Generation IV nuclear power plants are expected to provide greater efficiency in electricity generation and as a source for the large scale production of hydrogen while increasing the safety of the nuclear power plants. To accomplish this, the temperature of the plants needs to be increased from the 315°C of current pressurized water reactor designs to over 850°C. The materials currently used in coolant transfer applications are stainless steel alloys, which do not perform adequately at the higher temperatures required. Nickel-based superalloys, long developed for turbine applications, are noted for their strength and corrosion resistance at high temperatures. However, their corrosion properties are not well-defined for exposure to substances other than air. Potential coolant media in nuclear plants include molten salts, liquid metals, supercritical water, and helium gas. As corrosion is a limiting factor of the alloys in these applications, a more complete understanding of the corrosion processes is critical.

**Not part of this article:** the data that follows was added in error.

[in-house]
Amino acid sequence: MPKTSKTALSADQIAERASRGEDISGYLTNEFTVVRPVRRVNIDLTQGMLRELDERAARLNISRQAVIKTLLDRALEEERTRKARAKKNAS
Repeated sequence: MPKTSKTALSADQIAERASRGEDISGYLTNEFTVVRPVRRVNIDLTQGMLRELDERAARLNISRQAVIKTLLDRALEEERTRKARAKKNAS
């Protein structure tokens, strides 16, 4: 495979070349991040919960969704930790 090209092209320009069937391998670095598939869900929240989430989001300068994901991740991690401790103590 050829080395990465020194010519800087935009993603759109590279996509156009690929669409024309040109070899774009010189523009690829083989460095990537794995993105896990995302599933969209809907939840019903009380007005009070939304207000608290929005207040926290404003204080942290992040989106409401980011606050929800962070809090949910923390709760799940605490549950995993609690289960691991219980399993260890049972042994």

My research focuses on the corrosion properties of materials on a micro- and nano-scale. I am investigating solid solution strengthened nickel alloys, including Haynes 230, Inconel 617, Inconel 690 and Incolloy 800H. These alloys corrode via dealloying, a process by which extended high-temperature exposure causes chromium to form carbides along the grain boundary. This causes a local depletion of chromium near the grain boundary, lowering the resistance of the boundary to corrosion. Attack then proceeds along the depleted grain boundary through the alloy, causing corrosion further into the alloy than would general attack. While this model shows the overarching pattern of attack, the conditions close to the grain boundaries are unknown. A greater understanding of these conditions will allow for improvements in the life of the alloys and improved corrosion prevention measure to be found.
Figure 1. Using a Focused Ion Beam instrument I make TEM specimens from specific locations in the sample to investigate the effects of corrosion on different grain boundaries and at different depths within the sample.
Figure 2. The high resolution of the TEM allows for a more precise characterization of the corrosion than conventional SEM and provides sub-surface information, as well.
PhD Materials Science and Engineering
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